Although the miners were acquitted, the stink of the police’s actions did not go away. The police evidence in the Orgreave trial was fabricated in a conspiracy of almost identical frame-ups to ensure they would get the verdicts they wanted. This method was repeated by South Yorkshire Police following the Hillsborough disaster, as documented in the revelations of BBC Yorkshire’s Inside Out programme, in 2012.
The savage beatings inflicted on the miners and their supporters in May and June 1984 provoked uproar. Their treatment made most of them more determined than ever not to give in. However, right-wing union and Labour Party leaders’ support for the strike – always equivocal at best – began to get more critical, echoing Tory propaganda, in particular questioning the tactic of mass picketing.
South Wales NUM research officer, Kim Howells (later, a Blairite government minister), led the charge. He proclaimed: “Challenging lines of single-minded and well-equipped policemen… had already been tried in most spectacular fashion at Orgreave… it never succeeded in stopping a single lorry nor a scab and taught us in South Wales a good deal about what to do to win friends and influence people during industrial disputes”.
Howells was running up the white flag, rather than putting forward a serious alternative strategy to win the strike. This led him to encourage other forms of ‘direct action’ that were fundamentally alien to the labour movement. Ultimately, they would have tragic consequences in the death of a South Wales taxi driver.
Searching for a new strategy
The setback at Orgreave emboldened the government to step up its attacks on the miners. Yet, it did not mean the strike was set for defeat. The miners’ steadfast refusal to buckle, and their willingness to defend their jobs and union at all costs, allowed other opportunities for victory. The three-week dockers’ strike against handling imported coal, the 82.5% vote for strike action by Nacods technical and supervisory staff in the pits (headed off by concessions from the NCB), and a growing shortage of coal for the power industry, made Thatcher’s government wobble in the autumn.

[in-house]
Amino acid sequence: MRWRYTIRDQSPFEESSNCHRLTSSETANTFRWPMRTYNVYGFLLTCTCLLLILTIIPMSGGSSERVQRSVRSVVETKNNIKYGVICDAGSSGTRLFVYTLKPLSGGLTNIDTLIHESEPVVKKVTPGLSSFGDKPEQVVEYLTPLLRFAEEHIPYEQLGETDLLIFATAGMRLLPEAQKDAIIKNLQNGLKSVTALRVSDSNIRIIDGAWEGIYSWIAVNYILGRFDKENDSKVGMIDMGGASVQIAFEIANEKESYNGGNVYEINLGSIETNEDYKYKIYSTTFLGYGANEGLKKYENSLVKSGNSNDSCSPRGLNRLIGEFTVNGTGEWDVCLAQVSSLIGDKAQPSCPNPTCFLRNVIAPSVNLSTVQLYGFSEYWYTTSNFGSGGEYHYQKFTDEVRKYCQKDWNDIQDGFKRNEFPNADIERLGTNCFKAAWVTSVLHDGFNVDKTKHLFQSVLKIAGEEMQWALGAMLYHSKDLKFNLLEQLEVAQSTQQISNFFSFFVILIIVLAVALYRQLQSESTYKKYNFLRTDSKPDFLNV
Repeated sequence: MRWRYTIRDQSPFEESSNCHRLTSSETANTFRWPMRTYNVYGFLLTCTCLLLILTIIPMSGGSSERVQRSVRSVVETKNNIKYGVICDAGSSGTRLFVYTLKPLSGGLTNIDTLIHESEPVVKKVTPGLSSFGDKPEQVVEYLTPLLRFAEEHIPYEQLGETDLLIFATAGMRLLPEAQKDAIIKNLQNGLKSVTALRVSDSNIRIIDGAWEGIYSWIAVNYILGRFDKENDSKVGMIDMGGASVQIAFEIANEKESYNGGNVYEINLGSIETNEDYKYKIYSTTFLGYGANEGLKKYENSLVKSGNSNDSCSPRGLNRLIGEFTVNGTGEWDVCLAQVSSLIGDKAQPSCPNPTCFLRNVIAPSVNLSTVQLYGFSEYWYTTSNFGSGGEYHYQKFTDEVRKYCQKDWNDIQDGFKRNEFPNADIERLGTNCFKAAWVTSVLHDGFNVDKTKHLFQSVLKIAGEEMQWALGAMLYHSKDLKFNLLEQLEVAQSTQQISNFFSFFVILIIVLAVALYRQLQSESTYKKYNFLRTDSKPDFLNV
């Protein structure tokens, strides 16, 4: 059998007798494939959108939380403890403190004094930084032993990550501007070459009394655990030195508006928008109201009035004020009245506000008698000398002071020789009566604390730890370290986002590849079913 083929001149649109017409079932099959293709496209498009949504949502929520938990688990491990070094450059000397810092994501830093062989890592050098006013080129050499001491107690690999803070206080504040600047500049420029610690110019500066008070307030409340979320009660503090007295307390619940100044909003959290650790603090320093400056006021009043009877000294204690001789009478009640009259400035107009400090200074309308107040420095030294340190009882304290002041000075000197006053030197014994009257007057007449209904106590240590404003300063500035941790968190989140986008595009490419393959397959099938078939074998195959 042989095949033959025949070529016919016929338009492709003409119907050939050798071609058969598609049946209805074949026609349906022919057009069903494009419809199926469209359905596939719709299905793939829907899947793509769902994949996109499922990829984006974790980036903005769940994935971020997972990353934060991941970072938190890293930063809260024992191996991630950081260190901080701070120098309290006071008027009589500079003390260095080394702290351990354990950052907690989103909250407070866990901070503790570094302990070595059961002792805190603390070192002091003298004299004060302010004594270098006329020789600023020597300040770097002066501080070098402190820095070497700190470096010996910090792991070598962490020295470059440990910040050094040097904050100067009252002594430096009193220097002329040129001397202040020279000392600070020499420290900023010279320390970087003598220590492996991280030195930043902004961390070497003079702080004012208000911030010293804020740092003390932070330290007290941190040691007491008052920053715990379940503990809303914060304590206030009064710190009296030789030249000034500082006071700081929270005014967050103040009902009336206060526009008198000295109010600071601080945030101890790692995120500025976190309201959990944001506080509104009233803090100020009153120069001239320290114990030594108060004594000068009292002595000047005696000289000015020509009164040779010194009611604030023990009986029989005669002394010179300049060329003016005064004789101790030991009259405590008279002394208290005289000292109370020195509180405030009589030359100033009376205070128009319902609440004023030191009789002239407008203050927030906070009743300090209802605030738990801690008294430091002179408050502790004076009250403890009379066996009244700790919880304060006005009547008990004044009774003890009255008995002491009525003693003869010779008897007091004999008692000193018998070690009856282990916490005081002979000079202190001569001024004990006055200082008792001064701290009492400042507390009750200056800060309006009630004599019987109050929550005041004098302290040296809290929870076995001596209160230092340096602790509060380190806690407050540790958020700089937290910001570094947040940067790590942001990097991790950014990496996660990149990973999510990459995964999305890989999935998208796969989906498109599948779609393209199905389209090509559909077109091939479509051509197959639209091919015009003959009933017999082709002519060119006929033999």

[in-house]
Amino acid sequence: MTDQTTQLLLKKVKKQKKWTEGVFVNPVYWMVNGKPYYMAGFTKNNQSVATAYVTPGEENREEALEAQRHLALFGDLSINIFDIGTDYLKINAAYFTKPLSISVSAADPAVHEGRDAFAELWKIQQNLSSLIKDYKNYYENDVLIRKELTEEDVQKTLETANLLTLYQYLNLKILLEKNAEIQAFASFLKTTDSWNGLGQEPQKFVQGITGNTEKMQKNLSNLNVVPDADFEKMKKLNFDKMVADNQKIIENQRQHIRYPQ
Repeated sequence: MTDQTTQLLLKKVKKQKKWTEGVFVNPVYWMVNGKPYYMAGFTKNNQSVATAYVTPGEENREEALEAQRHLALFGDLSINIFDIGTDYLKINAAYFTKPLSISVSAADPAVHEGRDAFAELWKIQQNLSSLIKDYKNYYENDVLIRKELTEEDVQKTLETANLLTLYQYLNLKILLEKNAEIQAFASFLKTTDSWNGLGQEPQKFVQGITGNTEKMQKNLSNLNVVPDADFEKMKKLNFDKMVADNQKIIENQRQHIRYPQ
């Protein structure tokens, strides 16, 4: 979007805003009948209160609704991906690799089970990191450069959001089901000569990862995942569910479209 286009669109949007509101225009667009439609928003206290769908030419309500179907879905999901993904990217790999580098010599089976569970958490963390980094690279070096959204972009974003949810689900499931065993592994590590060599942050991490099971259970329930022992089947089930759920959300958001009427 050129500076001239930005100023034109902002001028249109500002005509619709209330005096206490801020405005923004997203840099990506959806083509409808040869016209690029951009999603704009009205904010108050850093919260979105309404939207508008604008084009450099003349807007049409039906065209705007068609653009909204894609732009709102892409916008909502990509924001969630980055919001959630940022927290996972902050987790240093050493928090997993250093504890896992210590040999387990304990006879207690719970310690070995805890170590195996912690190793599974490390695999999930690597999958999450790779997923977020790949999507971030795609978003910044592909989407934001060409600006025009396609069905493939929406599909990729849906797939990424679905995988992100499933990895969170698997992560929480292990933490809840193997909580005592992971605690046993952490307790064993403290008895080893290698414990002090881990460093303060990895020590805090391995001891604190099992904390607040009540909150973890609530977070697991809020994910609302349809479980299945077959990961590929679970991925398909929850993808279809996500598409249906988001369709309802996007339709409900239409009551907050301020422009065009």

Nevertheless, the defeat at Orgreave put the idea of winning the strike solely through picketing on the back foot. NCB area managers began the drive to get a small section of demoralised strikers back to work to tie up pickets in their own home areas, and to stop them being deployed to picket power stations or raise funds and build wider solidarity.
A new strategy was needed. Militant miners had been building links with rank-and-file power workers and argued that this should be developed, with the aim of closing the electricity generating stations. However, the national NUM leadership countered that huge coal stocks at power stations and a mild spring and early summer meant that this would not be effective until later in the year.
Arthur Scargill and the national NUM leadership were correctly wary about relying on the right-wing power workers’ union leaders. Yet, for the power stations to be closed, steady work in communities near the plants needed to start immediately to undermine the arguments of these right-wing leaders who were actively working to see Scargill and the strike defeated. Tragically, NUM national and area leaderships never properly realised a strategy of building pressure on the union leaders from below.
Had that been done, the opportunities for victory that came later in the dispute – particularly around the threatened Nacods strike – could have led to Thatcher’s defeat, and a victory that would have enormously strengthened the working-class movement in Britain and internationally.